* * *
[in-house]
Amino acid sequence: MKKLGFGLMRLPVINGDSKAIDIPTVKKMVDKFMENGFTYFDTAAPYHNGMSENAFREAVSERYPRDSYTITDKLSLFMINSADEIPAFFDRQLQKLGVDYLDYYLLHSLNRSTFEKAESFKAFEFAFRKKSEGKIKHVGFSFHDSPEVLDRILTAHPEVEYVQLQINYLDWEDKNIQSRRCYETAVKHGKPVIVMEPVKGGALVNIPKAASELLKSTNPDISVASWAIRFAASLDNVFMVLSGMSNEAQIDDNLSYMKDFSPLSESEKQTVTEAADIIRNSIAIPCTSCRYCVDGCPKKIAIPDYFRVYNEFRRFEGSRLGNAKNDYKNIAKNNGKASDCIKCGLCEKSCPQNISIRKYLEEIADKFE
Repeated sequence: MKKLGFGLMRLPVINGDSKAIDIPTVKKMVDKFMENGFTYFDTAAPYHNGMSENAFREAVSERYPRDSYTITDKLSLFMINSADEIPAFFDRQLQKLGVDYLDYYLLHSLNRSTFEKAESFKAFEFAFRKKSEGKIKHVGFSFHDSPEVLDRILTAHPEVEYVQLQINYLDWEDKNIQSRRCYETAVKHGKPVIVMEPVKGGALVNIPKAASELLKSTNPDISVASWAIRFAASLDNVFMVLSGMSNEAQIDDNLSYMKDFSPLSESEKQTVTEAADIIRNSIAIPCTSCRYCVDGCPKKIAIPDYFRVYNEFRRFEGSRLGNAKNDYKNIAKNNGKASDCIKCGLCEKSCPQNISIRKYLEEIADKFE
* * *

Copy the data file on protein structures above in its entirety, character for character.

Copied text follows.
[in-house]
Amino acid sequence: MKKLGFGLMRLPVINGDSKAIDIPTVKKMVDKFMENGFTYFDTAAPYHNGMSENAFREAVSERYPRDSYTITDKLSLFMINSADEIPAFFDRQLQKLGVDYLDYYLLHSLNRSTFEKAESFKAFEFAFRKKSEGKIKHVGFSFHDSPEVLDRILTAHPEVEYVQLQINYLDWEDKNIQSRRCYETAVKHGKPVIVMEPVKGGALVNIPKAASELLKSTNPDISVASWAIRFAASLDNVFMVLSGMSNEAQIDDNLSYMKDFSPLSESEKQTVTEAADIIRNSIAIPCTSCRYCVDGCPKKIAIPDYFRVYNEFRRFEGSRLGNAKNDYKNIAKNNGKASDCIKCGLCEKSCPQNISIRKYLEEIADKFE
Repeated sequence: MKKLGFGLMRLPVINGDSKAIDIPTVKKMVDKFMENGFTYFDTAAPYHNGMSENAFREAVSERYPRDSYTITDKLSLFMINSADEIPAFFDRQLQKLGVDYLDYYLLHSLNRSTFEKAESFKAFEFAFRKKSEGKIKHVGFSFHDSPEVLDRILTAHPEVEYVQLQINYLDWEDKNIQSRRCYETAVKHGKPVIVMEPVKGGALVNIPKAASELLKSTNPDISVASWAIRFAASLDNVFMVLSGMSNEAQIDDNLSYMKDFSPLSESEKQTVTEAADIIRNSIAIPCTSCRYCVDGCPKKIAIPDYFRVYNEFRRFEGSRLGNAKNDYKNIAKNNGKASDCIKCGLCEKSCPQNISIRKYLEEIADKFE